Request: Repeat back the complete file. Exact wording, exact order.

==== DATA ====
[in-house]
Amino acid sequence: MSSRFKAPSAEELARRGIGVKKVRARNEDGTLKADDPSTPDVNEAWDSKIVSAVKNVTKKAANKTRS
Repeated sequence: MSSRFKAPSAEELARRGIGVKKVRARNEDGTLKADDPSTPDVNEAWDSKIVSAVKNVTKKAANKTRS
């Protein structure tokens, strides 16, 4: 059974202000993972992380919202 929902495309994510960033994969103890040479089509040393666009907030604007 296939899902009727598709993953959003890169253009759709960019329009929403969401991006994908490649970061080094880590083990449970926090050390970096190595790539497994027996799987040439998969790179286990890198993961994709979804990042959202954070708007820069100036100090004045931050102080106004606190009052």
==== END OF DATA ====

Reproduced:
[in-house]
Amino acid sequence: MSSRFKAPSAEELARRGIGVKKVRARNEDGTLKADDPSTPDVNEAWDSKIVSAVKNVTKKAANKTRS
Repeated sequence: MSSRFKAPSAEELARRGIGVKKVRARNEDGTLKADDPSTPDVNEAWDSKIVSAVKNVTKKAANKTRS
């Protein structure tokens, strides 16, 4: 059974202000993972992380919202 929902495309994510960033994969103890040479089509040393666009907030604007 296939899902009727598709993953959003890169253009759709960019329009929403969401991006994908490649970061080094880590083990449970926090050390970096190595790539497994027996799987040439998969790179286990890198993961994709979804990042959202954070708007820069100036100090004045931050102080106004606190009052």